How to reject new requirement in project?
Analeea last edited by
I am a PM for a waterfall methadology project. And I am going to ask a question that every PM faced I believe, but it is my first time to face such situation and would need your support and guidance.
Usually project is working as following:
- Phase 1: We do analysis meeting with customer based on a predefined scope in the contract. In that we gather info and get all needed data for a solution design preparation.
- Phase 2: We send solution design for customer approval based on info gathered in phase 1.
- Phase 3: Once I get approval from phase 2, Development execution shall start.
Now, my case is I am suffering in phase 2. This phase was planned as 1 week. But now we consumed 2 weeks and customer keeps asking for new things or modifying old things (not discussed in phase 1). I did my best and tried to accept few things that I can afford to move one and rejected any thing extra would take much effort.
And everything by end of week 2, looked okay but suddenly they send me one more document (a new recommendation from audit/mgmnt) with over 60 requirement mentioning that they want to understand my project covers these points by what percent. Then I got a promise that once I send my feedback I will get approval.
I did my analysis and we are covering 70%. I sent my feedback. And I got a feedback that solution design is approved but under one condition!! That to add 3 points from the last document I did analysis for.
If we are going that direction it is a pure scope creep. And don't know what to do. So I am expecting if I will reply no, they will say it is a business need. But it is not in the scope? So what can I do in such cases, as this loop should be ended.
I already raised flags that we are delayed and we need to move forward.. but now it is management requirement!! This is the justification
Laycee last edited by
Why do you want to reject what the customer is asking? If your contract or your way of working obliges you to turn away work that the customer wants and is presumably willing to pay for then perhaps your business model is broken and that is not the customer's fault.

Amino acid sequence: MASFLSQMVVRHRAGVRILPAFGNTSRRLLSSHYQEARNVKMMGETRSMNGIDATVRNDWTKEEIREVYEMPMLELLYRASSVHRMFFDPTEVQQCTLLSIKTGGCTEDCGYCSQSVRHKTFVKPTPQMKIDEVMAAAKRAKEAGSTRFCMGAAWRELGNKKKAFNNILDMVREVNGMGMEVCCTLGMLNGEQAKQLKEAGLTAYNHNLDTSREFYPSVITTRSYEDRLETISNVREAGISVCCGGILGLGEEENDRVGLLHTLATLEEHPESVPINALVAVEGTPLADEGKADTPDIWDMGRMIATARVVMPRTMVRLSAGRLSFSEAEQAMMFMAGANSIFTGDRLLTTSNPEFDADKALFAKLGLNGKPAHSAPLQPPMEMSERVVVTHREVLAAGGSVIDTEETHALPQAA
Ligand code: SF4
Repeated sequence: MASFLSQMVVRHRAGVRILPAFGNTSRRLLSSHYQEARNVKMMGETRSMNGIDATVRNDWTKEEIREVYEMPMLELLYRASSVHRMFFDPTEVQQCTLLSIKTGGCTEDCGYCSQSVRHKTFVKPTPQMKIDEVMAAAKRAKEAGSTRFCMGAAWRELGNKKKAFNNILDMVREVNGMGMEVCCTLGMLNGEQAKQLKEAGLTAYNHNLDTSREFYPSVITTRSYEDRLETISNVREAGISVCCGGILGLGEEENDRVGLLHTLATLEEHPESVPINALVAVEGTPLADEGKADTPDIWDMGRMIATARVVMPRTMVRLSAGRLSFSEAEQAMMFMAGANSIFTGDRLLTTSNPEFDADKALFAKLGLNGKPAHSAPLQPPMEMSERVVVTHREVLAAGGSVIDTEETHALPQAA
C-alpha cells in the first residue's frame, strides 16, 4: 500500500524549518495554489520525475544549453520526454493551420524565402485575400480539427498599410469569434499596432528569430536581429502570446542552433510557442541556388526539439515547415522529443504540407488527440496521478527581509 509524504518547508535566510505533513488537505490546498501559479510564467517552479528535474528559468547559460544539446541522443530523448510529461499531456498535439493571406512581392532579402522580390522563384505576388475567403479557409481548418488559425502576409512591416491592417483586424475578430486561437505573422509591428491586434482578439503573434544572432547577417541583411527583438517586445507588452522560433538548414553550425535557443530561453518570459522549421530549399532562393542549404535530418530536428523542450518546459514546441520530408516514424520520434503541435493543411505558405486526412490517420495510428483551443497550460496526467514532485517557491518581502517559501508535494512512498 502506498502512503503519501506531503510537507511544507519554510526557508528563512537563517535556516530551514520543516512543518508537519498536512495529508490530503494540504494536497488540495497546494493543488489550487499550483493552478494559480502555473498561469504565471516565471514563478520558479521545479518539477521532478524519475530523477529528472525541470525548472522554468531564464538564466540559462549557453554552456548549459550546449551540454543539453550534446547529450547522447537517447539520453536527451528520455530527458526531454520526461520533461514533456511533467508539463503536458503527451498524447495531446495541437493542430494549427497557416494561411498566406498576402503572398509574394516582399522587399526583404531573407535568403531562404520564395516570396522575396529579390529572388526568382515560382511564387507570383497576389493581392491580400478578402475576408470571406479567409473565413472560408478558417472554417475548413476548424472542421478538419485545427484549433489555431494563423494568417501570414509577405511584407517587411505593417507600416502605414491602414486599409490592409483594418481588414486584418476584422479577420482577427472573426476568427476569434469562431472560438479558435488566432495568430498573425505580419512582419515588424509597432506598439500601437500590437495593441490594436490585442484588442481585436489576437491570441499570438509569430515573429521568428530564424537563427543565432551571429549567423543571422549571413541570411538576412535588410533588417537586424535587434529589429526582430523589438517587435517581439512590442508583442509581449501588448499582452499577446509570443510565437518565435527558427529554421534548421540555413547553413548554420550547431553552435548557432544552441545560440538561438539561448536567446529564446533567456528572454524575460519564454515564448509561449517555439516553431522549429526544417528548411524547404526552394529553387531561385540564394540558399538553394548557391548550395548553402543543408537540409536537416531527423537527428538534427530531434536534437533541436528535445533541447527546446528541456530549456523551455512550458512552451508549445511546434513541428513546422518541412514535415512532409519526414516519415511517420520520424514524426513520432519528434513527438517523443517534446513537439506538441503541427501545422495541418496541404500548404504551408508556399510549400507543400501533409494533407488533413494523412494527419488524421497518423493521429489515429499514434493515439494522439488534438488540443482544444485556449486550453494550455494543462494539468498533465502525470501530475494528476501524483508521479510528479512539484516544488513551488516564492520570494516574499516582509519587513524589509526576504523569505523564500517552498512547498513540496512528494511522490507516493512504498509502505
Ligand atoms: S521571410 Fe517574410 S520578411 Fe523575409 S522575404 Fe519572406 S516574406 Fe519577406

The second thing to think about is that on any project (I'm assuming software development) whatever contractual terms are in effect, it is essential to have an agreed method for managing change. With very few exceptions it isn't realistic to expect everything to be defined perfectly at some early stage (or at any stage). Effective change control is in your company's best interests and in your customer's essential interests.
What I suggest is that you agree with the customer how these and future requests should be dealt with throughout the work. I'm sure there will be future requests, so prepare for that. Customer engagement and feedback is a positive thing. Communicate with your customers regularly, get their feedback and act on it is the way to make successful projects and satisfied customers.
Regarding the commercial side, there are two common scenarios: either T&M or fixed-price (FFP). If it's a FFP contract then that means both sides have accepted that the scope is a matter for commercial negotiation. Your company's account manager or leadership team must be ready to discuss with the customer what is to be included in the price and what is an additional cost item. You shouldn't expect the customer on their own initiative to make the decisions on scope. In any case, I suggest you allow the requirements drive the plan rather than the plan limiting the requirements.
If T&M, then just treat everything on the backlog as a change and avoid those tricky scoping discussions.